A decade ago research by Dr. Brooks and a colleague suggested that, contrary to prevailing thought, the emergence of modern human behaviors—including the use of bone tools, long-distance trade and art—came about gradually, instead of suddenly; that it originated in Africa rather than Europe; and that it began tens of thousands of years earlier than previously believed.
Her work on the new Hall of Human Origins started several years ago, helping to develop the overarching plan for the hall and weighing in on details, like the selection of objects to be shown—some of which are casts made from artifacts in her own collection, like a bone with a series of notches in it that she established as dating to 20,000-to-25,000 years ago. The fossil, she says, suggests that its users “understood the concept of multiplication by two.”
Efforts were made this time around to create an exhibit with room built-in for, well, evolution. The old exhibit had grown out-of-date within a decade, she says, and since then there’s been “an explosion of data.” To account for the current speed of science some of the exhibit’s objects are kept in cases rather than stuck to the wall, and there’s space to detail the latest findings.
“We think we have a lot of the general [evolution] outline,” says Dr. Brooks, “but they’ve tried to leave a lot of leeway for understanding new parts and swapping specimens.”
Passersby reading the exhibit’s wall panels might also glimpse a photo of professor Bernard Wood, director of the university’s Center for the Advanced Study of Hominid Paleobiology, alongside his explanation of how scientists know how long it took our ancestors to mature; or a photo of anthropology professor Brian G. Richmond, amid a display of skulls, with an explanation of how scientists identified them as belonging to humans.
Both professors also are affiliated with the museum (Dr. Wood as an adjunct senior scientist; Dr. Richmond as a research associate) and were consulted on the fundamentals of what to include in the exhibit, as well as on facts and some displays. For instance, Dr. Richmond, an expert on the evolution of the human skeleton, advised on how long the toes should be on the reconstruction of the famous 3.2 million year-old “Lucy” fossil.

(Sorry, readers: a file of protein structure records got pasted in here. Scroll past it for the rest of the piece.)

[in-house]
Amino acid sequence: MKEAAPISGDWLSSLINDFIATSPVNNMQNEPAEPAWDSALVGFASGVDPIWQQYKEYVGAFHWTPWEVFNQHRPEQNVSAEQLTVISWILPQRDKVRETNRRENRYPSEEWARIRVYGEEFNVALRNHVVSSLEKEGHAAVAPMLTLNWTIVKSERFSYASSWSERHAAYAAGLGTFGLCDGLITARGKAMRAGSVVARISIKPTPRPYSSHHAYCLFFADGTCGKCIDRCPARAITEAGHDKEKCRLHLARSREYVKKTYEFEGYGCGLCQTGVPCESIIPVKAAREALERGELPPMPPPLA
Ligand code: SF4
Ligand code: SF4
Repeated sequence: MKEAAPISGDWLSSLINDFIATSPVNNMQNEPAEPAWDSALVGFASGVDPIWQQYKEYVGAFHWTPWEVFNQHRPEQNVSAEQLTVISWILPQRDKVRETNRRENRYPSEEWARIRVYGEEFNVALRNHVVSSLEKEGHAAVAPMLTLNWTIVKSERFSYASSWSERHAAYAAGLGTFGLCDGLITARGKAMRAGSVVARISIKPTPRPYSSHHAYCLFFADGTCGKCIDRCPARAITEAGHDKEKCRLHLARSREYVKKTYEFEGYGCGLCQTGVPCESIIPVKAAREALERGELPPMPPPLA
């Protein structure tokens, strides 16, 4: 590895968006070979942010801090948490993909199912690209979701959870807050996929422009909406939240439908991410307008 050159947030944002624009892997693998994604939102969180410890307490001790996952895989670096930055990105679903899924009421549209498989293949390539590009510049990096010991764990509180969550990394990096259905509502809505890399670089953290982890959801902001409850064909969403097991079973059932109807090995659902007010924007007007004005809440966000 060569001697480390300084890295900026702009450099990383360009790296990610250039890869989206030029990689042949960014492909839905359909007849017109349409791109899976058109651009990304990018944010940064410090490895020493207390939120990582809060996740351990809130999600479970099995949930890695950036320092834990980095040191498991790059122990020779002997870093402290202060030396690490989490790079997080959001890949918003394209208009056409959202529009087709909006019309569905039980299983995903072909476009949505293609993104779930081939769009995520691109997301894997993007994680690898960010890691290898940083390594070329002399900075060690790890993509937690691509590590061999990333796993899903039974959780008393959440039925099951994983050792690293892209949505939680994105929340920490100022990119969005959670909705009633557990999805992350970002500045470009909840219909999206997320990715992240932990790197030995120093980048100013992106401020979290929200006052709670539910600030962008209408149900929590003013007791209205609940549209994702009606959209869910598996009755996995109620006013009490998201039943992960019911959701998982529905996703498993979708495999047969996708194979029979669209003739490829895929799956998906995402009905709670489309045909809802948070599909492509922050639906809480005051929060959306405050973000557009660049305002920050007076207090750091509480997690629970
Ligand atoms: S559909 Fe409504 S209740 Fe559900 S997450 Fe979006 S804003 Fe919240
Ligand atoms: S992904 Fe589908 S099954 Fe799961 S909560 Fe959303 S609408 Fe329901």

Near “Lucy” is also an artifact tied to Dr. Richmond: a replica of a thigh bone which, due to his analysis, is recognized as among the oldest evidence of upright walking, dating back 6 million years—around 1.5 million earlier than previously thought.
Dr. Wood, who studies the family ties between ancient species, says the new exhibit goes beyond its predecessor, in part, by showcasing the science behind the results. “It’s not so much just what we know, but how we came to know it,” he says. And it aims “to help people understand the implications of this evidence.”
A hope for Dr. Richmond is that the effort will bridge a gulf, for some, between science and theology.
“Science can’t answer questions about religion, those are separate things,” he says. But the trove of existing artifacts offers “a very rich record of our heritage. And I don’t think that should challenge people’s faith, just as discovering that the Earth was not the center of the universe shouldn’t have challenged people’s faith 400 years ago.”
When visitors encounter the exhibit’s population of life-sized statues and fantastically realistic facial reconstructions, Ms. Schroer, the doctoral student, says she hopes they “find a connection with these other humans that have existed over time. I think it’s pretty special that we’re the only humans left, but there were other species that came before and lived during our time period,” she says. “I hope people find a human connection with this history.”